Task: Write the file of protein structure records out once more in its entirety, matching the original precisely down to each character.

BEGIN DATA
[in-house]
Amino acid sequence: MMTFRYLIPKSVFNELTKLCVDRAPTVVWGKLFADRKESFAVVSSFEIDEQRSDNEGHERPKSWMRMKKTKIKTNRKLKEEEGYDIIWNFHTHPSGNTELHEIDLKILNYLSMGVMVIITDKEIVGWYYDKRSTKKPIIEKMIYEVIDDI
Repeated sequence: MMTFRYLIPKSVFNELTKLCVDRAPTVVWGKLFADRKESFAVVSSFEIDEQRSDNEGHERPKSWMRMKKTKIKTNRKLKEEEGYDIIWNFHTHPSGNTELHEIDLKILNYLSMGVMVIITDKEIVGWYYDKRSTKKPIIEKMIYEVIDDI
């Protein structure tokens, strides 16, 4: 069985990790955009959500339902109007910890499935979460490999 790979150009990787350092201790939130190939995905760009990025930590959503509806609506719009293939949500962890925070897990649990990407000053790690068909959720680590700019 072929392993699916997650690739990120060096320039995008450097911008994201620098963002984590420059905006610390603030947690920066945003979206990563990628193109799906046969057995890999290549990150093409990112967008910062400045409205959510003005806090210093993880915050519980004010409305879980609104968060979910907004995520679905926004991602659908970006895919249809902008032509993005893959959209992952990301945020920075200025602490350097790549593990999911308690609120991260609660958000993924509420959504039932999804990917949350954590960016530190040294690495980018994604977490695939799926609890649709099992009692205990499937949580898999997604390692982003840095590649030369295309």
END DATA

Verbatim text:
[in-house]
Amino acid sequence: MMTFRYLIPKSVFNELTKLCVDRAPTVVWGKLFADRKESFAVVSSFEIDEQRSDNEGHERPKSWMRMKKTKIKTNRKLKEEEGYDIIWNFHTHPSGNTELHEIDLKILNYLSMGVMVIITDKEIVGWYYDKRSTKKPIIEKMIYEVIDDI
Repeated sequence: MMTFRYLIPKSVFNELTKLCVDRAPTVVWGKLFADRKESFAVVSSFEIDEQRSDNEGHERPKSWMRMKKTKIKTNRKLKEEEGYDIIWNFHTHPSGNTELHEIDLKILNYLSMGVMVIITDKEIVGWYYDKRSTKKPIIEKMIYEVIDDI
């Protein structure tokens, strides 16, 4: 069985990790955009959500339902109007910890499935979460490999 790979150009990787350092201790939130190939995905760009990025930590959503509806609506719009293939949500962890925070897990649990990407000053790690068909959720680590700019 072929392993699916997650690739990120060096320039995008450097911008994201620098963002984590420059905006610390603030947690920066945003979206990563990628193109799906046969057995890999290549990150093409990112967008910062400045409205959510003005806090210093993880915050519980004010409305879980609104968060979910907004995520679905926004991602659908970006895919249809902008032509993005893959959209992952990301945020920075200025602490350097790549593990999911308690609120991260609660958000993924509420959504039932999804990917949350954590960016530190040294690495980018994604977490695939799926609890649709099992009692205990499937949580898999997604390692982003840095590649030369295309």